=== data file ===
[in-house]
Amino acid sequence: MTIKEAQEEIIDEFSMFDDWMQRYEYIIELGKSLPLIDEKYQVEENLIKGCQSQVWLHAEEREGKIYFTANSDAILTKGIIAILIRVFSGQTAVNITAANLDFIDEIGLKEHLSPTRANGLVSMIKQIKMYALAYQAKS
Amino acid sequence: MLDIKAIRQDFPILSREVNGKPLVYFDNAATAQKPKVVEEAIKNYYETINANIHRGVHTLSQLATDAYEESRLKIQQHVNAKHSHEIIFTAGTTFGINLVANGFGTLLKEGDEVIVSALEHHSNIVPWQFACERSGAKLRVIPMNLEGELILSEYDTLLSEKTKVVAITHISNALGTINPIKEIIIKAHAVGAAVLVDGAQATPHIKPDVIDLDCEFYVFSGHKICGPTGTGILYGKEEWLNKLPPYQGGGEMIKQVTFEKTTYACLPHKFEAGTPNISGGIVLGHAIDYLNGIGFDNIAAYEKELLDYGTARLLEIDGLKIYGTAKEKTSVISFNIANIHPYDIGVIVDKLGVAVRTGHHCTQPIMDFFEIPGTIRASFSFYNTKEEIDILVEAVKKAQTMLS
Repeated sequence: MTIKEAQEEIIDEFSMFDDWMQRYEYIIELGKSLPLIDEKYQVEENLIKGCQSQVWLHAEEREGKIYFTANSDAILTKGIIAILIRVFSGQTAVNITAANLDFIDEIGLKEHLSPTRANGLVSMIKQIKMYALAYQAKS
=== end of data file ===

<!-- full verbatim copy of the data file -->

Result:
[in-house]
Amino acid sequence: MTIKEAQEEIIDEFSMFDDWMQRYEYIIELGKSLPLIDEKYQVEENLIKGCQSQVWLHAEEREGKIYFTANSDAILTKGIIAILIRVFSGQTAVNITAANLDFIDEIGLKEHLSPTRANGLVSMIKQIKMYALAYQAKS
Amino acid sequence: MLDIKAIRQDFPILSREVNGKPLVYFDNAATAQKPKVVEEAIKNYYETINANIHRGVHTLSQLATDAYEESRLKIQQHVNAKHSHEIIFTAGTTFGINLVANGFGTLLKEGDEVIVSALEHHSNIVPWQFACERSGAKLRVIPMNLEGELILSEYDTLLSEKTKVVAITHISNALGTINPIKEIIIKAHAVGAAVLVDGAQATPHIKPDVIDLDCEFYVFSGHKICGPTGTGILYGKEEWLNKLPPYQGGGEMIKQVTFEKTTYACLPHKFEAGTPNISGGIVLGHAIDYLNGIGFDNIAAYEKELLDYGTARLLEIDGLKIYGTAKEKTSVISFNIANIHPYDIGVIVDKLGVAVRTGHHCTQPIMDFFEIPGTIRASFSFYNTKEEIDILVEAVKKAQTMLS
Repeated sequence: MTIKEAQEEIIDEFSMFDDWMQRYEYIIELGKSLPLIDEKYQVEENLIKGCQSQVWLHAEEREGKIYFTANSDAILTKGIIAILIRVFSGQTAVNITAANLDFIDEIGLKEHLSPTRANGLVSMIKQIKMYALAYQAKS